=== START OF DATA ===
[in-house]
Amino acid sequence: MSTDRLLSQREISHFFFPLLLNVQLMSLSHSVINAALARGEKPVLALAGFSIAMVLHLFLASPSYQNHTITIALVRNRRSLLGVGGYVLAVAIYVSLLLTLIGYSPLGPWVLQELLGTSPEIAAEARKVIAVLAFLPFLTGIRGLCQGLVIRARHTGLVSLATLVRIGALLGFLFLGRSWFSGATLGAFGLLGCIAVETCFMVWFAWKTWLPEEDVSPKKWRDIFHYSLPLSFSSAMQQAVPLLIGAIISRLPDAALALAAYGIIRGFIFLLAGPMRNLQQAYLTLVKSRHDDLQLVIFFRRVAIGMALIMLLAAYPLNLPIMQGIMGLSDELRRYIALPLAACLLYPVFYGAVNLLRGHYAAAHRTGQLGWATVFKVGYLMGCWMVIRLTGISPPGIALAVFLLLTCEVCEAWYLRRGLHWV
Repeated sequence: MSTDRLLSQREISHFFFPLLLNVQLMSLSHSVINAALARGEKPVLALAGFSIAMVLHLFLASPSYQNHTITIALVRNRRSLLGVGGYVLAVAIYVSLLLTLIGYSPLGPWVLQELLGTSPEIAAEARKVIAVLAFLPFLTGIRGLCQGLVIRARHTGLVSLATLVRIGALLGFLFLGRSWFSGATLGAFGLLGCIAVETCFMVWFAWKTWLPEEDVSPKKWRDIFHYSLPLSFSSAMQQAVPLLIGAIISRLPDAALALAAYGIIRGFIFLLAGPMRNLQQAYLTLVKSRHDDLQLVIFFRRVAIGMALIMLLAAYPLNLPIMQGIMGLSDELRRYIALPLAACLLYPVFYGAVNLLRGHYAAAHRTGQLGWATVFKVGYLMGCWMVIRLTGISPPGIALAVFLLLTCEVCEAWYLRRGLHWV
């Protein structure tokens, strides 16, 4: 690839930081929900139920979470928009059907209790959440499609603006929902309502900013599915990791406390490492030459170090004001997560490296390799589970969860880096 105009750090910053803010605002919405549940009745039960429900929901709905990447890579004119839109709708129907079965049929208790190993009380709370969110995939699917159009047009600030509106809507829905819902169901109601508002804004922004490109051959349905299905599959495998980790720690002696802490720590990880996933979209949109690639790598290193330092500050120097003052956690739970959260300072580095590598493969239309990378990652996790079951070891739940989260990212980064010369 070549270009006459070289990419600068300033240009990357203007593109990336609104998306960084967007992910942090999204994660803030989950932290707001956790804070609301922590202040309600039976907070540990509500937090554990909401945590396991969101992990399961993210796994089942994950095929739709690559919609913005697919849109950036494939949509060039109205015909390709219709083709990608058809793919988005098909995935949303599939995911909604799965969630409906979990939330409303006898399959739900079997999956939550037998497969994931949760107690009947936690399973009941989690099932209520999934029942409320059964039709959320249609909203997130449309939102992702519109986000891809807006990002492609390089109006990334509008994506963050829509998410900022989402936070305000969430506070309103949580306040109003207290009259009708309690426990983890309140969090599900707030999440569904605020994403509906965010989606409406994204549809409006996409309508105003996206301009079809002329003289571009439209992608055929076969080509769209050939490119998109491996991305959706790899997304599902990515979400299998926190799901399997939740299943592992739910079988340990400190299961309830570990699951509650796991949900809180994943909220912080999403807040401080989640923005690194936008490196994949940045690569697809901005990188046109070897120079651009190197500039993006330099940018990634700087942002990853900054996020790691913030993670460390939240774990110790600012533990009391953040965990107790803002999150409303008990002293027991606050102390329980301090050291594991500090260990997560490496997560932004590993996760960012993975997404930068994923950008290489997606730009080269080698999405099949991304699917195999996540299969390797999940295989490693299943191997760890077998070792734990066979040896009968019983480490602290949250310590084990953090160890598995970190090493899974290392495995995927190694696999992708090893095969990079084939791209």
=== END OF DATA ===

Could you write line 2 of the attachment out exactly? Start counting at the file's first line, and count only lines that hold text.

Amino acid sequence: MSTDRLLSQREISHFFFPLLLNVQLMSLSHSVINAALARGEKPVLALAGFSIAMVLHLFLASPSYQNHTITIALVRNRRSLLGVGGYVLAVAIYVSLLLTLIGYSPLGPWVLQELLGTSPEIAAEARKVIAVLAFLPFLTGIRGLCQGLVIRARHTGLVSLATLVRIGALLGFLFLGRSWFSGATLGAFGLLGCIAVETCFMVWFAWKTWLPEEDVSPKKWRDIFHYSLPLSFSSAMQQAVPLLIGAIISRLPDAALALAAYGIIRGFIFLLAGPMRNLQQAYLTLVKSRHDDLQLVIFFRRVAIGMALIMLLAAYPLNLPIMQGIMGLSDELRRYIALPLAACLLYPVFYGAVNLLRGHYAAAHRTGQLGWATVFKVGYLMGCWMVIRLTGISPPGIALAVFLLLTCEVCEAWYLRRGLHWV